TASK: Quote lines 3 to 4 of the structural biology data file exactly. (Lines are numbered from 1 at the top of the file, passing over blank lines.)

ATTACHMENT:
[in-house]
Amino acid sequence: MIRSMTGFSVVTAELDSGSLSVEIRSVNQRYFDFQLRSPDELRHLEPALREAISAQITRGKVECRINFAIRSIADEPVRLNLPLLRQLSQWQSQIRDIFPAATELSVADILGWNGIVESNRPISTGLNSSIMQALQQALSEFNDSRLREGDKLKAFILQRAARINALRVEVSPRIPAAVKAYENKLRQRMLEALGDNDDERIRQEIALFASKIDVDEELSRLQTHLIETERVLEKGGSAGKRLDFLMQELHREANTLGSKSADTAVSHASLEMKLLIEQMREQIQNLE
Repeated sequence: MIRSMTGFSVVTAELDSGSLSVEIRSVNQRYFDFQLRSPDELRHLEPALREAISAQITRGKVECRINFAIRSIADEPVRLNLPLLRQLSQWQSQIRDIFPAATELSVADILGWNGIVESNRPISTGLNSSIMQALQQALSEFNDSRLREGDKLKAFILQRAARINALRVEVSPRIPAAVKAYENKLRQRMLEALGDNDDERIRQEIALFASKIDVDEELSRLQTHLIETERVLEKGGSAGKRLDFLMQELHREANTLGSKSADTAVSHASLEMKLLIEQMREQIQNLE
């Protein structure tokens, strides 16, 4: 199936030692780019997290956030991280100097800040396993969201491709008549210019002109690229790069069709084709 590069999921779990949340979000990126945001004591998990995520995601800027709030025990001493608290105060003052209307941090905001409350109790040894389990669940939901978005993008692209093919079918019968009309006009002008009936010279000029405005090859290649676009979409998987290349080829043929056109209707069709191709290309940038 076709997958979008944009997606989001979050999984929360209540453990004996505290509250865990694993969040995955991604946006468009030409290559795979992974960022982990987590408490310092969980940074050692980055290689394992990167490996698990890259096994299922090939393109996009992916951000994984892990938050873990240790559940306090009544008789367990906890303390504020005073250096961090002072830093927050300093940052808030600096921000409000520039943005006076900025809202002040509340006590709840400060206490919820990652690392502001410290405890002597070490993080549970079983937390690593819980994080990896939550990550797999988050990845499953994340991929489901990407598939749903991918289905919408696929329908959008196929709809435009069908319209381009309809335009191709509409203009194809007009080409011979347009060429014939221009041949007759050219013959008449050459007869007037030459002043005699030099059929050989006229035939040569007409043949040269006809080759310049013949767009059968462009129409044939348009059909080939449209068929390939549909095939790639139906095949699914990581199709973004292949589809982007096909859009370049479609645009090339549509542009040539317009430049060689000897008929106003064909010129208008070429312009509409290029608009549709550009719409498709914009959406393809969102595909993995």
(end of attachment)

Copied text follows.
Repeated sequence: MIRSMTGFSVVTAELDSGSLSVEIRSVNQRYFDFQLRSPDELRHLEPALREAISAQITRGKVECRINFAIRSIADEPVRLNLPLLRQLSQWQSQIRDIFPAATELSVADILGWNGIVESNRPISTGLNSSIMQALQQALSEFNDSRLREGDKLKAFILQRAARINALRVEVSPRIPAAVKAYENKLRQRMLEALGDNDDERIRQEIALFASKIDVDEELSRLQTHLIETERVLEKGGSAGKRLDFLMQELHREANTLGSKSADTAVSHASLEMKLLIEQMREQIQNLE
């Protein structure tokens, strides 16, 4: 199936030692780019997290956030991280100097800040396993969201491709008549210019002109690229790069069709084709 590069999921779990949340979000990126945001004591998990995520995601800027709030025990001493608290105060003052209307941090905001409350109790040894389990669940939901978005993008692209093919079918019968009309006009002008009936010279000029405005090859290649676009979409998987290349080829043929056109209707069709191709290309940038 076709997958979008944009997606989001979050999984929360209540453990004996505290509250865990694993969040995955991604946006468009030409290559795979992974960022982990987590408490310092969980940074050692980055290689394992990167490996698990890259096994299922090939393109996009992916951000994984892990938050873990240790559940306090009544008789367990906890303390504020005073250096961090002072830093927050300093940052808030600096921000409000520039943005006076900025809202002040509340006590709840400060206490919820990652690392502001410290405890002597070490993080549970079983937390690593819980994080990896939550990550797999988050990845499953994340991929489901990407598939749903991918289905919408696929329908959008196929709809435009069908319209381009309809335009191709509409203009194809007009080409011979347009060429014939221009041949007759050219013959008449050459007869007037030459002043005699030099059929050989006229035939040569007409043949040269006809080759310049013949767009059968462009129409044939348009059909080939449209068929390939549909095939790639139906095949699914990581199709973004292949589809982007096909859009370049479609645009090339549509542009040539317009430049060689000897008929106003064909010129208008070429312009509409290029608009549709550009719409498709914009959406393809969102595909993995």